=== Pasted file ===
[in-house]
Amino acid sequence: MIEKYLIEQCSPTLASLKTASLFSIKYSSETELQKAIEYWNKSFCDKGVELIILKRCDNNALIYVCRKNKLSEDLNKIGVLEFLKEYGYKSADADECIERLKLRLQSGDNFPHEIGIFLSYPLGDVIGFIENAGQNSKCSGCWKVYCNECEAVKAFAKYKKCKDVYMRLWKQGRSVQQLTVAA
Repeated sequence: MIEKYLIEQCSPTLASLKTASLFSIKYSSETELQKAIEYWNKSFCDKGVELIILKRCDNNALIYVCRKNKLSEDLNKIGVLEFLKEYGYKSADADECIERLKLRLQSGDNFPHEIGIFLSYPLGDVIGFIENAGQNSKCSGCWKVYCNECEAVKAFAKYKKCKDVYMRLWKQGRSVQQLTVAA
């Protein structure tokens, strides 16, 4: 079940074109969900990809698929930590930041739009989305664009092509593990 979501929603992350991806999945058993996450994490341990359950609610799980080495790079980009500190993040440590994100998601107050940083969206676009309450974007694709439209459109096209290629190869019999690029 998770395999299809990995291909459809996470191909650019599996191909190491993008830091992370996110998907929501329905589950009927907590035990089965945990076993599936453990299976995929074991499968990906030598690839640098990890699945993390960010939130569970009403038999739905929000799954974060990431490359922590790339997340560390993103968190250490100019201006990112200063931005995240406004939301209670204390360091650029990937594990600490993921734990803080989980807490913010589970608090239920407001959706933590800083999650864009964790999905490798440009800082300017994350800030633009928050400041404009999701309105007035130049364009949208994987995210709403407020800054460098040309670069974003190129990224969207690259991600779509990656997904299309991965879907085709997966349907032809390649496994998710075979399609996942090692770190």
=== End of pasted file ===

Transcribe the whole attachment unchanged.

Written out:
[in-house]
Amino acid sequence: MIEKYLIEQCSPTLASLKTASLFSIKYSSETELQKAIEYWNKSFCDKGVELIILKRCDNNALIYVCRKNKLSEDLNKIGVLEFLKEYGYKSADADECIERLKLRLQSGDNFPHEIGIFLSYPLGDVIGFIENAGQNSKCSGCWKVYCNECEAVKAFAKYKKCKDVYMRLWKQGRSVQQLTVAA
Repeated sequence: MIEKYLIEQCSPTLASLKTASLFSIKYSSETELQKAIEYWNKSFCDKGVELIILKRCDNNALIYVCRKNKLSEDLNKIGVLEFLKEYGYKSADADECIERLKLRLQSGDNFPHEIGIFLSYPLGDVIGFIENAGQNSKCSGCWKVYCNECEAVKAFAKYKKCKDVYMRLWKQGRSVQQLTVAA
């Protein structure tokens, strides 16, 4: 079940074109969900990809698929930590930041739009989305664009092509593990 979501929603992350991806999945058993996450994490341990359950609610799980080495790079980009500190993040440590994100998601107050940083969206676009309450974007694709439209459109096209290629190869019999690029 998770395999299809990995291909459809996470191909650019599996191909190491993008830091992370996110998907929501329905589950009927907590035990089965945990076993599936453990299976995929074991499968990906030598690839640098990890699945993390960010939130569970009403038999739905929000799954974060990431490359922590790339997340560390993103968190250490100019201006990112200063931005995240406004939301209670204390360091650029990937594990600490993921734990803080989980807490913010589970608090239920407001959706933590800083999650864009964790999905490798440009800082300017994350800030633009928050400041404009999701309105007035130049364009949208994987995210709403407020800054460098040309670069974003190129990224969207690259991600779509990656997904299309991965879907085709997966349907032809390649496994998710075979399609996942090692770190």